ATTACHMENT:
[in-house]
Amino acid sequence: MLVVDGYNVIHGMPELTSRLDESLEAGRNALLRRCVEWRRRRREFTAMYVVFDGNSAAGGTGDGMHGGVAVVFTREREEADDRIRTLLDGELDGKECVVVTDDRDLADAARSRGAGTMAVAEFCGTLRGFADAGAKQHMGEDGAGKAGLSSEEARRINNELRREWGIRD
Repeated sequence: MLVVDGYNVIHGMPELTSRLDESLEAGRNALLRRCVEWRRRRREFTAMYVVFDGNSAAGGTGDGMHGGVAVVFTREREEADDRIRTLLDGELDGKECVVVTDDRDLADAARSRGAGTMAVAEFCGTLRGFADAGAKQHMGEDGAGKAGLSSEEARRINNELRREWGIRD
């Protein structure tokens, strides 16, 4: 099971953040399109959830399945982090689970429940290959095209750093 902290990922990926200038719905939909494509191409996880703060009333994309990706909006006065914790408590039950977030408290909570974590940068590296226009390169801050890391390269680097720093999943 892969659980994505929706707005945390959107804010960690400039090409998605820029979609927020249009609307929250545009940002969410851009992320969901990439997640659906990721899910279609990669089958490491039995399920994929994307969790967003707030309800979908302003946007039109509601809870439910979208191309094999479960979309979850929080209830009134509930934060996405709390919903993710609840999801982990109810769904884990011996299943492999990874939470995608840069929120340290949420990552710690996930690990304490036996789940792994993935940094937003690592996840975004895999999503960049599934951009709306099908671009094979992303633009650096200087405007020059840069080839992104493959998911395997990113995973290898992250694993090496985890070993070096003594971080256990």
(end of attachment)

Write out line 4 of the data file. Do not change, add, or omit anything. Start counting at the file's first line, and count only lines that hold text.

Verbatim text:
């Protein structure tokens, strides 16, 4: 099971953040399109959830399945982090689970429940290959095209750093 902290990922990926200038719905939909494509191409996880703060009333994309990706909006006065914790408590039950977030408290909570974590940068590296226009390169801050890391390269680097720093999943 892969659980994505929706707005945390959107804010960690400039090409998605820029979609927020249009609307929250545009940002969410851009992320969901990439997640659906990721899910279609990669089958490491039995399920994929994307969790967003707030309800979908302003946007039109509601809870439910979208191309094999479960979309979850929080209830009134509930934060996405709390919903993710609840999801982990109810769904884990011996299943492999990874939470995608840069929120340290949420990552710690996930690990304490036996789940792994993935940094937003690592996840975004895999999503960049599934951009709306099908671009094979992303633009650096200087405007020059840069080839992104493959998911395997990113995973290898992250694993090496985890070993070096003594971080256990």